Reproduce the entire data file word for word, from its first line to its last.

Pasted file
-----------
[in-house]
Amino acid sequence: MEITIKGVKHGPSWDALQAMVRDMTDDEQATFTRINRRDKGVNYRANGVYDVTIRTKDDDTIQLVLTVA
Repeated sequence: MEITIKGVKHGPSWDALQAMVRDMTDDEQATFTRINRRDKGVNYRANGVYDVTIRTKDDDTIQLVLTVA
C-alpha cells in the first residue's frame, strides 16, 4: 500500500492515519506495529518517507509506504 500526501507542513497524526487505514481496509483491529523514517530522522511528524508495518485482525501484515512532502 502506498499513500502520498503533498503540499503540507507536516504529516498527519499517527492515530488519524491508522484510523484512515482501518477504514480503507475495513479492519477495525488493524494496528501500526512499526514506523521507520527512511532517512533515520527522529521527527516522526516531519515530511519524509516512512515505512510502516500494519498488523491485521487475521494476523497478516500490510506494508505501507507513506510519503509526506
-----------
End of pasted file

[in-house]
Amino acid sequence: MEITIKGVKHGPSWDALQAMVRDMTDDEQATFTRINRRDKGVNYRANGVYDVTIRTKDDDTIQLVLTVA
Repeated sequence: MEITIKGVKHGPSWDALQAMVRDMTDDEQATFTRINRRDKGVNYRANGVYDVTIRTKDDDTIQLVLTVA
C-alpha cells in the first residue's frame, strides 16, 4: 500500500492515519506495529518517507509506504 500526501507542513497524526487505514481496509483491529523514517530522522511528524508495518485482525501484515512532502 502506498499513500502520498503533498503540499503540507507536516504529516498527519499517527492515530488519524491508522484510523484512515482501518477504514480503507475495513479492519477495525488493524494496528501500526512499526514506523521507520527512511532517512533515520527522529521527527516522526516531519515530511519524509516512512515505512510502516500494519498488523491485521487475521494476523497478516500490510506494508505501507507513506510519503509526506